The Unbearable Ambivalence of Loving: Rhye’s Woman

Sometimes a sound creeps into your bones, slipping in with a sultry smooth texture that just blows you away. From the opening note of “Open”, the debut “single” by the duo of Mike Milosh and Robin Hannibal that perform under the moniker of Rhye, I was arrested in my tracks, a pleasant mix of 80s cool jazz rhythms and movie-montage orchestration. The video that accompanied “Open” offered little additional information about the band, yet captured the song’s tap dance between a sensual, inviting atmosphere and the bittersweet regret in the narrator’s opening entreaty: I’m a fool for that shake in your thumbs…. For months afterwards, Rhye existed as an internet specter, a curious little time warp back to the Sade like Lover’s Rock – adult themed music without the adult-distancing language. In late 2012, the band released “The Fall”, another in what seemed like a drama of the darker, emotionally fraught space of the lover’s discourse, a sort of popular music distillation of Milan Kundera’s philosophical speculations on eros – hence the title (a book which for the record I quite dislike). On their first two releases, Rhye weaves a narrative of love as inescapable nihilism. Lovers are fools, endlessly searching, yearning for that elusive ideal, willing to be hurt and hung out to dry for the sake of companionship, unable to reign in their desires and impulses. Of course, this is nothing new in the realm of popular music, everyone from Elvis (“Fools Rush In”) to Sheryl Crow (“If It Makes You Happy”) to Beyonce (“If I Was A Boy”) have warned us of the dangers of loving another. But, do we listen? Never.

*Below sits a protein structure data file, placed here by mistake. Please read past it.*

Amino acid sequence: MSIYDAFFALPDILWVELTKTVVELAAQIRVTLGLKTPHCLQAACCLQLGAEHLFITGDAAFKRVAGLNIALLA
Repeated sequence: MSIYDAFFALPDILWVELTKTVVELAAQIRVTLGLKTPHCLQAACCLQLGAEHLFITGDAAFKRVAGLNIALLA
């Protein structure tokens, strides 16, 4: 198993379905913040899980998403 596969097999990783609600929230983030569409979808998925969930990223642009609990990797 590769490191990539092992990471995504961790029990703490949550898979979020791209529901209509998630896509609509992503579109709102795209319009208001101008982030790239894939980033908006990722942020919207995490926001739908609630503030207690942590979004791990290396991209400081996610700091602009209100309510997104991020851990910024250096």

rhye

For months now, Rhye has been playing in the background, an attendant (jealous) lord waiting for the moment to strike with the slow blade that cuts to the core. Woman, Rhye’s full length debut album, furrows further into the maelstrom of romance deftly mixing musically intoxicating tracks like “Last Dance” and “3 Days” with undercurrents of lyrical ambivalence and evasiveness. It is this push and pull, this disarming seduction, that Rhye accomplishes so well; sneaky “love” songs filled with deceiving, duplicitous narratives ensconced between a chill yet lugubrious R&B veneer, venturing at times towards drowsy disco (“Hunger”). It entices, embraces, and soothes you into musical submission, and then unleashes the uncanny, it’s murky subconscious. On “3 Days”, Milosh begins with a lullaby croon, vocals that evoke a montage of white linens and unmade beds, all the while intoning “it’s just my nature I ruin love“, as the tempo increases and the emotions swirl into climax the narrative shifts to optimism(?): “we’ve got three days to fill each other”. Depending on how you hear it, “3 Days” is an idealized weekend tryst or a perpetual last tango filled with the celebration of the instant juxtaposed against the unavoidable impossibility of the forever. Or both? Perhaps, the answer is lodged in the curiously apropos homophone of a band name? But, maybe that just my imagination…

You decide… Listen to Rhye’s Woman in its entirety.

For more information on the band visit their website at http://www.rhyemusic.com/  and/or follow them on twitter @rhyemusic.

a.a.

Also for some excellent remixes visit Rhye’s Sound Cloud page at https://soundcloud.com/rhyemusic. In particular this Ryan Hemsworth remix of “Open”

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